So I think I’m more shy and sensitive than introverted. I have some distinctly introverted traits, but I’m by no means 85-90% introvert like all the tests I’ve ever taken tell me. Somewhere around 60-70% seems truer. I think the reason I score so high is that although it is generally accepted that shyness and introversion are not the same thing, the tests can’t well distinguish between shyness induced behaviour and introversion induced behaviour. And if I ever get as far as writing a paper in psychology, I’d like to try creating a test that can do it. But I’m sceptical about it happening, so if any psychology researcher reads it and wants to steal my idea, feel free to do so.

It matters, it matters not

At the beginning of university, I struggled with stress management. My particular problem were presentations and essays. I could fret and worry about them weeks, months in advance.

And then magic happened and I learnt to “think about it tomorrow”. While I so rarely make leaps in self-development, that was the start of my present life philosophy. That I consider to be the most useful skill I’ve acquired during university and during adult life in general.

At first, I used to think about things tomorrow when dealing with school work. Everything came to be categorized into two groups: the immediately relevant and the not. All things in the ‘not presently relevant’ category I would deal with when I came to them, a day or two before the presentation or essay. While at first a conscious stress-management technique, it later became automatic. Rather than worry myself sick over the upcoming exam session or thesis defence, I managed to switch off, enjoy carefree walks and film evenings and have an altogether better time of it.

In time, the same tendency to categorize crept into other areas of life. I’m  overly sensitive, so there is only so much I can take into heart. I had to learn to control at least to some extent what I care about. Psychologist might call it the repressive coping style. They say it is bad for you, apparently, but I’ve only found it to be good, so perhaps my strategy is not THAT repressive? I’ve never believed in suppressing one’s emotions. I’m the sort of person who advocates letting yourself hit the bottom because only then can a full recovery follow. So, when down in the dumps, I cry in my room and don’t repress a thing. When in the heights of happiness, I dance and giggle and don’t repress a thing either.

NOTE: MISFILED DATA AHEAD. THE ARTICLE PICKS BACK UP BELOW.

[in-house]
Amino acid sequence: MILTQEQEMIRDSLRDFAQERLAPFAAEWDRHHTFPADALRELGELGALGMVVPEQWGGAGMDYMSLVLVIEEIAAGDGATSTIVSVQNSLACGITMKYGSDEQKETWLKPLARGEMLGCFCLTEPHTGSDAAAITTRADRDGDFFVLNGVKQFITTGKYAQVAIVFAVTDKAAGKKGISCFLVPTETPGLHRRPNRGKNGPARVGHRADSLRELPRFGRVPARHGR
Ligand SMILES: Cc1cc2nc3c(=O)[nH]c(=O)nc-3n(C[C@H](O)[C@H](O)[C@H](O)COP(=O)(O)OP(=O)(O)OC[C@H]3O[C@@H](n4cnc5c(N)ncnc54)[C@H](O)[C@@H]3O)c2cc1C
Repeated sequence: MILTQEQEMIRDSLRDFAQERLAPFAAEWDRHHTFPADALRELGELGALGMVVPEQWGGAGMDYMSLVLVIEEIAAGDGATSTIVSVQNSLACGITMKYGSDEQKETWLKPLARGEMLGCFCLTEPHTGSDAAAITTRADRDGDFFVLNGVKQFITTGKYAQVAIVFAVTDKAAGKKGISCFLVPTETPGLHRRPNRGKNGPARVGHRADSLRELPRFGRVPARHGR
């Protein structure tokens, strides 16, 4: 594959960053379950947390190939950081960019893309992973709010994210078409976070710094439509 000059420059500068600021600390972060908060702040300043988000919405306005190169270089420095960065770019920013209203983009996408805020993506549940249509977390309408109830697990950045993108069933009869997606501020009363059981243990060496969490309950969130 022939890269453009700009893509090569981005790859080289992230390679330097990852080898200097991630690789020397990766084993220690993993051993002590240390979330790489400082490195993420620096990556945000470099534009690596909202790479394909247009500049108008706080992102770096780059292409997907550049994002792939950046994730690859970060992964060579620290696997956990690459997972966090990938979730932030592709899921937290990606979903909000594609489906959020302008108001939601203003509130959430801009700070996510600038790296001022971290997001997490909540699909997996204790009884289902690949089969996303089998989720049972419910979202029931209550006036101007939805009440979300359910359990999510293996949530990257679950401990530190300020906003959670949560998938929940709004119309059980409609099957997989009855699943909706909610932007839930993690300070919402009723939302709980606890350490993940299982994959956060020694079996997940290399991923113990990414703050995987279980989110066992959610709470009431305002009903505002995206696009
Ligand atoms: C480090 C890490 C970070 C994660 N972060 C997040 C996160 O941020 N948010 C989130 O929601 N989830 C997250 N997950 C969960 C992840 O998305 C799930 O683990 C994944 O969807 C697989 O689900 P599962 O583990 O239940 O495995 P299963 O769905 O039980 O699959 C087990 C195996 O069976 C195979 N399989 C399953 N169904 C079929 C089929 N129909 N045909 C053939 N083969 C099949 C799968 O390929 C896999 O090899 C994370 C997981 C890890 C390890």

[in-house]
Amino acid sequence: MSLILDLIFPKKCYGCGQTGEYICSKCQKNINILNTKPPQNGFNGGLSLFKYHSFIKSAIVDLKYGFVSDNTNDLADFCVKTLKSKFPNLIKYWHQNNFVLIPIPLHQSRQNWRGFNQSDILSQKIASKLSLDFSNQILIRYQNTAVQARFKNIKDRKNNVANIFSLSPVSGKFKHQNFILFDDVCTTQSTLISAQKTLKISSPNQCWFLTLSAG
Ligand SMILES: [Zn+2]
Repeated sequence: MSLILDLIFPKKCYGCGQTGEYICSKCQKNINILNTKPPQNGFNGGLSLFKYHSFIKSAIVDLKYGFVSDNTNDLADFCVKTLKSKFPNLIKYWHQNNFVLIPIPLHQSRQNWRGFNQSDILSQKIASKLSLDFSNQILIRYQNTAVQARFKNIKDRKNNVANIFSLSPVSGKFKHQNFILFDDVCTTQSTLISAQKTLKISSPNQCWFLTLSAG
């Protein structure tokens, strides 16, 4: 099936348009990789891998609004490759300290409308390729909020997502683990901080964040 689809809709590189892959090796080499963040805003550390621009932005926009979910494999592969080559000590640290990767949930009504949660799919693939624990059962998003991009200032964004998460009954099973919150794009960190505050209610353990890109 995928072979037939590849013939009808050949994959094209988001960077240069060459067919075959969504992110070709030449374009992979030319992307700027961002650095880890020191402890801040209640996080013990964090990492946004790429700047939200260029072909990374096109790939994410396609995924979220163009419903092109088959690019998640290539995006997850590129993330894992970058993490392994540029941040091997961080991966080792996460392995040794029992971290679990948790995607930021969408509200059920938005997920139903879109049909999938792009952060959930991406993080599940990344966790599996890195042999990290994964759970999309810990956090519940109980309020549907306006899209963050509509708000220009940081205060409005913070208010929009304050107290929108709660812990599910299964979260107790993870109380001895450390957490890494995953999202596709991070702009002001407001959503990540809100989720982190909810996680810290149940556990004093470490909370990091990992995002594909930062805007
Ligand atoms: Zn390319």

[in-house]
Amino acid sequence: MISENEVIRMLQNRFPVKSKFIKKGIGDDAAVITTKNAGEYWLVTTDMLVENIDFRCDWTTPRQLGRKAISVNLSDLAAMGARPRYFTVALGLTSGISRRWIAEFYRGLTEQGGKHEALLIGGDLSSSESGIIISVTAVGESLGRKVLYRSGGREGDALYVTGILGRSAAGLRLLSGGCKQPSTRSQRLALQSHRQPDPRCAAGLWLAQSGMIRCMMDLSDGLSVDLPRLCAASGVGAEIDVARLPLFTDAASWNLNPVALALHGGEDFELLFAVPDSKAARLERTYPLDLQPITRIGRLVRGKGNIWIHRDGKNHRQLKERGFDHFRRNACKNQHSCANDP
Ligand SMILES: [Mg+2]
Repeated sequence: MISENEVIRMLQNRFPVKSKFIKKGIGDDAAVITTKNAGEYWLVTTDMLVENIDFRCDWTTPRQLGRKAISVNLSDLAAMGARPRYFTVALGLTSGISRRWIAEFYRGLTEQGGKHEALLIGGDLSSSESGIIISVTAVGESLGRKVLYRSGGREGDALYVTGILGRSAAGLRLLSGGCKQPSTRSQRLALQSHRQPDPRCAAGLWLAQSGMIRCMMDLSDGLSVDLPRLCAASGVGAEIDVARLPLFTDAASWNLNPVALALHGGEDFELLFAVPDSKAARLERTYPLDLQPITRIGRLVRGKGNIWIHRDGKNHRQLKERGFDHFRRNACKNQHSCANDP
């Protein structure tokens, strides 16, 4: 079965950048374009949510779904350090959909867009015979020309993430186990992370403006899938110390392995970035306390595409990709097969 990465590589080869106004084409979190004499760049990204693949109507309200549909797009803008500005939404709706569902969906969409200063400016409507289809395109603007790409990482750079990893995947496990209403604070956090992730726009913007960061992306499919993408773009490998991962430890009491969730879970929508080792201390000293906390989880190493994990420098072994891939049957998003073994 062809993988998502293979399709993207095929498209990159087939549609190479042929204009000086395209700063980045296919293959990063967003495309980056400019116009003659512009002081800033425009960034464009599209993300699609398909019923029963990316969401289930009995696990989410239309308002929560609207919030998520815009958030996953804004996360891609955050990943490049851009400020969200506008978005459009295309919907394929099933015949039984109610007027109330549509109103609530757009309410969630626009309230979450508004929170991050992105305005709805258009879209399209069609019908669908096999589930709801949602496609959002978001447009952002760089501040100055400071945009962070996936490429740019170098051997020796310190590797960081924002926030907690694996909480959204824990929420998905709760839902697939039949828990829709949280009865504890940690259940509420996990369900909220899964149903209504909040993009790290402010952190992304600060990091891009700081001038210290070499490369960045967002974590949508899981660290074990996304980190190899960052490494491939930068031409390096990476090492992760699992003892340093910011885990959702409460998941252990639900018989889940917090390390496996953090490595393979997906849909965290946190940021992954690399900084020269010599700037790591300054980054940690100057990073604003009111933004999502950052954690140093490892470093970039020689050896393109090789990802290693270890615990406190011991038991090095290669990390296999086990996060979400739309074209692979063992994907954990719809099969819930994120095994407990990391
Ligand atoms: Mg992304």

What I do believe in controlling, however,  is the things I have an emotional reaction to. If I allowed myself to take everything to heart, life would be too emotionally overwhelming. I’ve learnt to stay calm when someone pushes past me in a queue, cheats me out of a small sum of money, snaps the very thing I want from in front of my eyes, listens to music on full volume upstairs, gives me a bad grade unjustly, and other trivialities. I always ask myself in situations like that whether it would matter on my death bed. If it does not, it’s not worthy of a strong response. Rather, a few deep breaths and maybe a curse, and life goes on.

I also do not read or watch the news very often. Major news do reach me, but I try to avoid constant exposure and commitment to following the madness that goes on in the world. I admit I felt or feel? ambivalent about that. Am I being cowardly? Hiding my head in the sand? Perhaps. Some crime reports can be very detailed and it is hard to read without having your imagination spoilt by yet another atrocity that cannot be unseen. Also, what good would MY knowledge of the worst of humanity do? I’m not in a position to help or influence. It amuses me sometimes how people are opining away on TV about what ought to be done to fight crimes against humanity or do for the poor, but then go home, drink tea and have a cuddle with their spouse. Nothing but waffling. All talk and zero action. From times immemorial, the doers and talkers are often different people.

But, to return to categorisation, to what matters and what does not. The death bed question is what I keep returning to. If I lose something that seems important, if I get hurt or angry, I always ask myself if it would matter on my death bed. If it would not, then I try to calm myself, take a few deep breaths and let it go.

I lost my job? Will it matter on my death bed? Not unless it was my dream job. If it weren’t, there will be others. There always are. Particularly in my field.

I have even learnt to categorise illnesses and dangerous situations. I ask myself: is it deadly? Will it change my quality of life? If not, then I’ll suffer through it or try to ignore it if it is chronic and nothing can be done but live with it.